Employing self-driving cars to become relevant in the ride-share economy.
Hertz has been the largest car rental service in the US for 100 years. Since the immersion of the rideshare economy, Hertz has been losing business in the one to two-day rentals. Hertz wants to become relevant in the rideshare economy.
User Research, User Testing, Concept Ideation, Rapid Prototyping
From messenger driven cars to solar cars, and finally the pivot to self-driving cars.
I aided our group to keep the project on track and moving forward.
I was responsible for 75% of the wireframes and prototypes
Wanting to leapfrog the competition, our team decided to use self-driving cars with RFID technology to create a user experience that would not only delight in service but also to be economically and environmentally friendly. This service would put a stop to the endless driving around the block to find a parking space. The user would never need to remember where you parked the car again. The car would just need to be recalled when the user is ready to go.
2-week sprint with team for mid-level deliverables
1-week sprint solo for higher fidelity prototype
3 UX Designers
Non-Directed Interviews, Surveys, Card Sorts, and Useability Testing
Adobe XD, Illustrator, Photoshop Invision, Sketch, Pen, Paper
Our primary user was passionate, environmentally conscious, and cared about the drivers of Uber and Lyft.
Our user wants quick access to quality vehicles and customer service that cares when things go wrong but do not want surprise charges.
Joey doesn’t want surprise charges, she wants quick access to quality vehicles and customer service that cares when things go wrong.
First Iteration: Bike Messengers for Cars
Our first concept was to alleviate the stress of finding a parking spot in an urban environment.
We decided to solve this problem by having a cyclist drive the car to the user's home and drop off the car, then take the bike off the attached bike rack and cycle back to the office. This solution would solve the problem of having to collect the car from destinations unknown, was ecological and prevented any parking issues.
We discovered that the bike messenger for cars system worried our users. They were greatly concerned for the safety of the cyclists riding around at night and in poor weather. They also did not want to pay for a car that had an ugly bike rack on the back of the car.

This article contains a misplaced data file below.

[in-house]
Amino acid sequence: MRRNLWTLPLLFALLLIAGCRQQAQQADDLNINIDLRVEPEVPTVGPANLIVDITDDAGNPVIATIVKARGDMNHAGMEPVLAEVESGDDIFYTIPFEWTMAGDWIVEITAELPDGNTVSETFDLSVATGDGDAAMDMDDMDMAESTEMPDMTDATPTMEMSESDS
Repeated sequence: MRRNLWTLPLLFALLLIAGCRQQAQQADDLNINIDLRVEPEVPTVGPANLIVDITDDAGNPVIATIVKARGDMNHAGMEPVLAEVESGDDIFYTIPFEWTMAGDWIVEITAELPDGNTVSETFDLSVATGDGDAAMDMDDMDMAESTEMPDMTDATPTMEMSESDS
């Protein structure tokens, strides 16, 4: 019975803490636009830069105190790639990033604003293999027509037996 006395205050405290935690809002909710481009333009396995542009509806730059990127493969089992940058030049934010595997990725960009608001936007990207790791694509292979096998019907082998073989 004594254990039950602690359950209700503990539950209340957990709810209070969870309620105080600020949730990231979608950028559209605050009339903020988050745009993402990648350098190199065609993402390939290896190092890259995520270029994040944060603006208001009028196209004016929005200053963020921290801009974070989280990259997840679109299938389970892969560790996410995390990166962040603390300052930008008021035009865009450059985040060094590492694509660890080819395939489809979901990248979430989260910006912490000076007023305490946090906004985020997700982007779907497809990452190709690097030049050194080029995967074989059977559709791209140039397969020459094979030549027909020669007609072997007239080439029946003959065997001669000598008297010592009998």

Second Iteration: Pivot In Concept
Back to the drawing board!
We gathered to do a design studio to come up with additional ideas. Some of our more adventurous ideas were solar powered buildings that powered electric cars, solar powered cars, and car elevators for parking woes. Through a collaborative discussion, we came up with the idea of self-driving cars.
Third Iteration: Imagining the Future
By developing a service for the near future, we knew that we wanted the location aspect to reflect apps that are widely used today to maintain a level of familiarity and comfort as the new service is being rolled out.
How you interact with the vehicle is what needed to be streamlined. We decided to go with a barcode scan and touch ID to gain access to the vehicle.
Fourth Iteration: Back to the Beginning
As we continued to develop this new service, we went back to the beginning of our user interviews to look at the original pain points of using rideshare services.
Parking in an urban environment is always a nightmare. With our new Hertz cars, we wanted to add a self-parking feature. Once our user arrives at their destination they will be prompted with a "Park & Lock" and "End Trip" call to action buttons. These features will be the crossover of a traditional ride share and a short-term rental service.
"Park & Lock" will drop the user off at their destination. Then, find a parking spot on its own while allowing the user to leave packages or personal belongings in the vehicle.
"End Trip" will simply drop the user off, send the user a transaction receipt, and go onto the next request.